That being said, how is punching the robot different from say, punching the police officer who is hassling me for no apparent reason? I would go to jail. What about shooting out a security cam? Again, if caught, I would go to jail. The robot belongs to somebody, and was, no doubt, expensive to make. If you get caught vandalizing the robot, you will…again…go to jail.

So is recommending that we punch the robot because we find it intrusive the same thing as recommending that we punch the police officer because we also find him intrusive? Obviously not. What’s the key difference? One is an inanimate object, the other a human.

But, then why do so many others among us already feel a certain kind of empathy for the robot who is being kicked or pushed off balance, or otherwise abused by humans? Enter the rise of robot ethics (yeah, it’s already a thing). As the robots are designed to look more and more like us (or something that at least functions as a bi-ped and has a head and appendages), and as their AI advances at an astonishing pace, not only will we have to review the laws on the book with regard to causing harm, one human to another, but also create new laws that deal with the harm that can be caused by a robot to a human, or a human to a robot.

Perhaps a whole new branch of law will develop to address this very new and unfamiliar territory.

In the meantime, you won’t catch me doing any vandalizing of any robots. I’d be the guy who gets caught in the act on tape. No, if anything, I’d be the one to defend the stupid thing, knowing in my gut that the future holds something more surprising than anything we could ever expect. Basic rights for the bots. Citizenship will not be far behind.

Didn’t Sophia already get that?

Links

Wired Magazine Article

Wikipedia Article about Sophia

Spot the Tenacious Robot Dog

If you ever want to make a tenuous connection between seemingly disparate elements in a world of loosely connected AI ideas, do this:

Watch the Boston Dynamics videos of the robot dog (or dogs tag-teaming the task, depending on which video you watch) opening a door without assistance on YouTube. Admire the tenacity of these guys (yes, I’m guilty of anthropomorphism, but it’s all I can do when it comes to reacting to anything robotic that has been purposefully designed to evoke emotional responses from human beings by mimicking physiology that is familiar to me).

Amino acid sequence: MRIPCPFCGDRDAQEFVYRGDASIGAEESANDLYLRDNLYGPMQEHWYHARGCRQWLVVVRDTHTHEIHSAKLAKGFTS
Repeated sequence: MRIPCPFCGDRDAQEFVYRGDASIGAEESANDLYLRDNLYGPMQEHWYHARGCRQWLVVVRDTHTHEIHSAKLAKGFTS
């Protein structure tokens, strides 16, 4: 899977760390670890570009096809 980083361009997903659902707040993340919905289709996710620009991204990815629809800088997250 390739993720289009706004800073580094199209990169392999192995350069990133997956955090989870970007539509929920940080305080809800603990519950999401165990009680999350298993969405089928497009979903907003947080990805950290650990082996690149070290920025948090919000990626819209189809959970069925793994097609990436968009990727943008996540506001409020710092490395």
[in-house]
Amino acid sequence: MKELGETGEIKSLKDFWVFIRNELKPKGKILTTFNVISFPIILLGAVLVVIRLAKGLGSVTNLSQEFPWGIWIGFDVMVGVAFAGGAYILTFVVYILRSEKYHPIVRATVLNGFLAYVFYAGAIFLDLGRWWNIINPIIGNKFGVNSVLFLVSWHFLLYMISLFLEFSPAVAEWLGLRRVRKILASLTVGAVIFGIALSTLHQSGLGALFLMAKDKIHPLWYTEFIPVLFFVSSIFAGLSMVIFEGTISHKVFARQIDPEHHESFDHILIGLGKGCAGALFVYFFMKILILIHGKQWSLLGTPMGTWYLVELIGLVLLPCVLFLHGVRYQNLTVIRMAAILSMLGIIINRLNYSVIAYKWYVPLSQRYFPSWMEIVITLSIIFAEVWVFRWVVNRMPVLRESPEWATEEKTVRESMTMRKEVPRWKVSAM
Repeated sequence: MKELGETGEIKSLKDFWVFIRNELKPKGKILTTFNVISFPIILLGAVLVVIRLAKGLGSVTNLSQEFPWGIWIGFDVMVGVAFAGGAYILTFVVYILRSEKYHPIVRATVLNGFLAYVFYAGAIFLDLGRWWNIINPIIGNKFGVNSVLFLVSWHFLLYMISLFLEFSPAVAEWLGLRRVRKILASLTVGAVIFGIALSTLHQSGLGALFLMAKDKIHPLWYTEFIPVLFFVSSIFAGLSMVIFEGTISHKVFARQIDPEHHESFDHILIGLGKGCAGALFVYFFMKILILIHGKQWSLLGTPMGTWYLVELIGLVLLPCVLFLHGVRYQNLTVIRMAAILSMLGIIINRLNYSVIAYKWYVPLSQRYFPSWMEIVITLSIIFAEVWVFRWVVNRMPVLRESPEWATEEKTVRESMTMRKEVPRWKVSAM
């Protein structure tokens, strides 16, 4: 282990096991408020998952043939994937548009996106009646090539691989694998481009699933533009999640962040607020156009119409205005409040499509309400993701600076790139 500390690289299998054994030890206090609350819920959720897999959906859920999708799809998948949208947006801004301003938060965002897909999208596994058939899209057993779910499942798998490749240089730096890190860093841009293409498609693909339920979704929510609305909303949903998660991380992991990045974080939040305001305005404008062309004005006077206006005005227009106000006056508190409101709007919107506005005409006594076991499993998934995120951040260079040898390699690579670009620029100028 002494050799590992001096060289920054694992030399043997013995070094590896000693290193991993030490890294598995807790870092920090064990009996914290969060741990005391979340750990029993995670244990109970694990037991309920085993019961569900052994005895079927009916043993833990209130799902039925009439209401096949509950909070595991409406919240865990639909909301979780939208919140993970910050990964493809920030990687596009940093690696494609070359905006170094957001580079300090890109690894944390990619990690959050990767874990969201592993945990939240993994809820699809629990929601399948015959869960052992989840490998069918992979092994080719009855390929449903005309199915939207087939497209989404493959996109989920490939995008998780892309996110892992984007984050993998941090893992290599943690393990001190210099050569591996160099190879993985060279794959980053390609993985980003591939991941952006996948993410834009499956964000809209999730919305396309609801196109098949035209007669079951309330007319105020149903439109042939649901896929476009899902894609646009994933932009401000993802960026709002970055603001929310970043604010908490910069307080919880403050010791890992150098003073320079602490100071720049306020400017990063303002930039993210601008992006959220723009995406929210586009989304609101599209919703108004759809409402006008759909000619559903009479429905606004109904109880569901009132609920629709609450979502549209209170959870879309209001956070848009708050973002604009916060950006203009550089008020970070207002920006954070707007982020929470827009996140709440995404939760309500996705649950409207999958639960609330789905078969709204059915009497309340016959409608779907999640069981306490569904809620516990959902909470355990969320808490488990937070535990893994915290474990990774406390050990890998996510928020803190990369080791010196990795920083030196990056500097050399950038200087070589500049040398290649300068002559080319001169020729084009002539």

Their focus, their determination, is impressive, even more so when being forcibly opposed by a human “handler” (no doubt a developer or engineer testing the integrity of the software). Closely study the complexity of moves involved in the robot achieving its goal of, first grabbing the door knob, then turning it, then pulling on the knob, then parking a foreleg in front of the door so that it will not again close while the dog’s mouth-like claw then swivels around and further opens the door so that the rest of its robot body can make its way through. If you’re not astounded, maybe a bit mortified, you should be.

Next, after watching these disturbing and intriguing videos, read through the comments…all of them…and see what your responses are to the responses. How many comments sympathize with the robot, how many with the human? Are you surprised? Terrified by what you read? Fascinated? Is it a mixed bag of dread and fear that a robot apocalypse may be coming coupled with longing and hope that maybe everything will turn out okay?

Now go to Wikipedia’s article entitled Existential risk from artificial general intelligence and carefully read through the warnings. There are many. As with the comments that accompany the YouTube videos, also comb through the references this article has used to build its content. It is also impressive.

It’s not just you. Many are kept awake at night by the scenarios that abound, some of which will surely come to pass.

Now, go find an engineer involved with AI (any engineer will do) and have them look you in the eye while reassuring you that there’s nothing for us to worry about. Make sure he doesn’t blink in his response.

Links:

YouTube videos

Wikipedia Article